When dealing with sport performance, squatting is absolutely necessary for a number or reasons.  But, beyond the performance world, squatting is important for general population and rehab as well.

Doing all hip dominant activity would eventually lead to overdevelopment of the posterior chain, and more than likely a poor quad:hammy ratio.  This would eventually lead to knee joint dysfunction, hip joint dysfunction, poor athletic quality, poor general purpose carryover, and more than likely injury.  Including knee dominant activity (squats in their variable forms) helps to keep the ratios balanced, injury down, and improves control of the knee in space.  The reality is that most high school athletes coming into the clinic have either overdeveloped quads or extremely underdeveloped everything.  For those individuals who are extremely underdeveloped, the best corrective exercise is going to be lift some weight.  Parents, even though you’re trying to do a good thing by protecting your kids, get out of the way.  You wouldn’t hire a mechanic to do your taxes, don’t hire an artist to train your kid.  Find a professional with a good reputation and the appropriate credentials.

Training a squat pattern is essential for basic activities of daily life….like sitting and standing, or going to the bathroom.  I would like to preserve these abilities personally.

Squat patterns are a great way to add variety to your general training programs as well.  It doesn’t even have to be the traditional back squat.  You can do so many different types of squats like goblet varieties, front squat, double kettlebell versions, single leg, split, etc. Not only do they add variety, but they also tend to be so much more of a usurper of energy, requiring the entire body to work.

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Bad

Just like with any exercise you potentially perform, squatting has the tendency to get ugly quick leading to injury.  If you have the ability to watch high schoolers squat either with their football team/coach or with their buddies it almost seems straight out of a cartoon.  Not being able to perform the action without weight they immediately put on 135 because they want to get faster and stronger.  It’s difficult to articulate the silly events that occur.  For that reason, putting a back squat in for groups of people is a challenge.  Front squats are also a challenge because you still have to be able to squat correctly and you need to be semi humble.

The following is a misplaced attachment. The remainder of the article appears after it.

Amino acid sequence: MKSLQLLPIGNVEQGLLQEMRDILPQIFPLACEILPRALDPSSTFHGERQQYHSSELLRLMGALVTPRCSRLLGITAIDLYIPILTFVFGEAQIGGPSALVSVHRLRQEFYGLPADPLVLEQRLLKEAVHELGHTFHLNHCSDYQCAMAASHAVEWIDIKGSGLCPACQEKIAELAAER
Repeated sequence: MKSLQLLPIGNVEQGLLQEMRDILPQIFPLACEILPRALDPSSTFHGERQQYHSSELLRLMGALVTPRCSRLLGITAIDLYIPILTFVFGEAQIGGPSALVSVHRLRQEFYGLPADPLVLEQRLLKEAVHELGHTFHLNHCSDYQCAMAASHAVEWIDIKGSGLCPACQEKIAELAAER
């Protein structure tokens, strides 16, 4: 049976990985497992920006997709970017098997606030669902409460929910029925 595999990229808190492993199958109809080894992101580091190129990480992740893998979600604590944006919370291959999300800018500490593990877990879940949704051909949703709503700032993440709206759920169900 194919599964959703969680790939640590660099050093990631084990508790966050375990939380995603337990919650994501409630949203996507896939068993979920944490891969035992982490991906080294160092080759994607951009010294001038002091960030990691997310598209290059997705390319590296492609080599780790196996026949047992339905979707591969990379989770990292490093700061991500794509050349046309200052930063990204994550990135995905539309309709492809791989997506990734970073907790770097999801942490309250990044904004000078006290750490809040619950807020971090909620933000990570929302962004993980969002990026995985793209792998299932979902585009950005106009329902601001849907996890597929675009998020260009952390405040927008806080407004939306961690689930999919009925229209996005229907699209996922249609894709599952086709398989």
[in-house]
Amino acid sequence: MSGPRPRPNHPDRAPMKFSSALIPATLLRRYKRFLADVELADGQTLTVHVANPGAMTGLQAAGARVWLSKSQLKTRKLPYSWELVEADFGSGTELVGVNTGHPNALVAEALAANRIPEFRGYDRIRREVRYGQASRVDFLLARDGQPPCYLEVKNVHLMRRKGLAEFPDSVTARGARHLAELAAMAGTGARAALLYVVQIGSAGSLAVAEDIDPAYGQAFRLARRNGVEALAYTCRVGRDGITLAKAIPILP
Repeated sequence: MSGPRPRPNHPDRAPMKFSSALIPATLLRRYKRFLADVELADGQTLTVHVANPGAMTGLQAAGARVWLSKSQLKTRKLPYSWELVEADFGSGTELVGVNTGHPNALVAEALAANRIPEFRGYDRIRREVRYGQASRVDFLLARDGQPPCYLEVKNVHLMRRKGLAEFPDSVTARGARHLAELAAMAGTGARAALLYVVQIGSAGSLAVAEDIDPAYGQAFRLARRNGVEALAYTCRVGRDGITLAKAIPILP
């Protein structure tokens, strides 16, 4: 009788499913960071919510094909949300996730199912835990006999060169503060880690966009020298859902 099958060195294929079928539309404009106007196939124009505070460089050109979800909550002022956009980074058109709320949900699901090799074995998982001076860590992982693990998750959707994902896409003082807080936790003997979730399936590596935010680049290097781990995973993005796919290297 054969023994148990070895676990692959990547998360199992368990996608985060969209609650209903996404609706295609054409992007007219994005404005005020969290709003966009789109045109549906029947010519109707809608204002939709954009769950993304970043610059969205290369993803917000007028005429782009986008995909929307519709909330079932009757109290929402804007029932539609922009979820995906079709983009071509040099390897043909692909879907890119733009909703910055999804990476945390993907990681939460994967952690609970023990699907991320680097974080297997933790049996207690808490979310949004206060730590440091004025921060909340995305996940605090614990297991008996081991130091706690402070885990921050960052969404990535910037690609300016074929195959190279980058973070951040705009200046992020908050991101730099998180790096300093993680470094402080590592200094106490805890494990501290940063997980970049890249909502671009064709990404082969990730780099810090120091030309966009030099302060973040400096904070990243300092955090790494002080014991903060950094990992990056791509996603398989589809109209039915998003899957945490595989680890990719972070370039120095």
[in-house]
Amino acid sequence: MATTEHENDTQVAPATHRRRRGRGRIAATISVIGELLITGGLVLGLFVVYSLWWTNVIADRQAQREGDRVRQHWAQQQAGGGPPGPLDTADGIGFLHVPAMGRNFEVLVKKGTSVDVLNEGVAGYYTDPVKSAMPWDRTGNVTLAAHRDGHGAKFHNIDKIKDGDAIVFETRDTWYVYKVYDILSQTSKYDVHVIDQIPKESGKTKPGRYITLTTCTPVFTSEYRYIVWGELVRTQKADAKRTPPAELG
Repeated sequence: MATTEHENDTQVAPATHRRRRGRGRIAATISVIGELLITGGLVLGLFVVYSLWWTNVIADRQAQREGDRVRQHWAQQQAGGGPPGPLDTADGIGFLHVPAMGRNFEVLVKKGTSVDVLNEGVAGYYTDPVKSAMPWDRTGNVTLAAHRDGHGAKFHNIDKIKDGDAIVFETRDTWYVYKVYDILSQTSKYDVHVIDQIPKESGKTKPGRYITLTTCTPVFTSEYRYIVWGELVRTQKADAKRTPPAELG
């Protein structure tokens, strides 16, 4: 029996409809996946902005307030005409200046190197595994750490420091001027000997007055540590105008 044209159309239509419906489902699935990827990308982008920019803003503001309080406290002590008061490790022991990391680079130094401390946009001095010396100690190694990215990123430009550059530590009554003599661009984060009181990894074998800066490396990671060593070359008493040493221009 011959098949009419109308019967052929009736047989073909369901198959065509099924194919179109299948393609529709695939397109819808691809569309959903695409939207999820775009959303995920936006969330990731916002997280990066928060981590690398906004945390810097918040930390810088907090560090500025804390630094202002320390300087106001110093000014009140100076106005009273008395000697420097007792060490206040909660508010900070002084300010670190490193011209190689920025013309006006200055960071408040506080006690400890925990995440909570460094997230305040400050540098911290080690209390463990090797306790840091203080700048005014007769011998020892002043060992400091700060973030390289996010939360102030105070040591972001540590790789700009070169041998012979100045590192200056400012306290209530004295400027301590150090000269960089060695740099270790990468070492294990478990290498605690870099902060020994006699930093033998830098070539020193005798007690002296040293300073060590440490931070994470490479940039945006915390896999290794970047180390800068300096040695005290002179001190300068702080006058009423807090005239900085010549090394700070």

Not everyones levers are the same.  Simple.  Someone with extremely long femurs relative to their trunk will squat significantly different than someone with shorter femur length relative to their trunk.  Butt-wink is not a good place to be.  Not everyone is going to squat ass to grass, so please stop enforcing that.

People tend to get too crazy with things too soon.  Simplicity is such an amazing and under appreciated variable.  Monitoring your numbers becomes important so that you’re not exhausting your options too soon.  Adding bands, chains, weight releasers, etc are all cool things to post on the gram, but not always necessary unless you need to change the stimulus based on stagnation.  Keep it Simple.

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Fitting the Puzzle Piece Together

I was recently golfing with a fellow strength and conditioning coach and had a fun little statement about what is going on with my swing.  Normally, I am long with my irons.  This isn’t to toot my own horn, it’s simply because I swing out of my shoes and throw a little extra bicep curl into the swing.  Here’s the problem:  I was falling way too short.  I was making great contact with the ball and everything looked the way it was supposed to (to my own standards), but I was way short.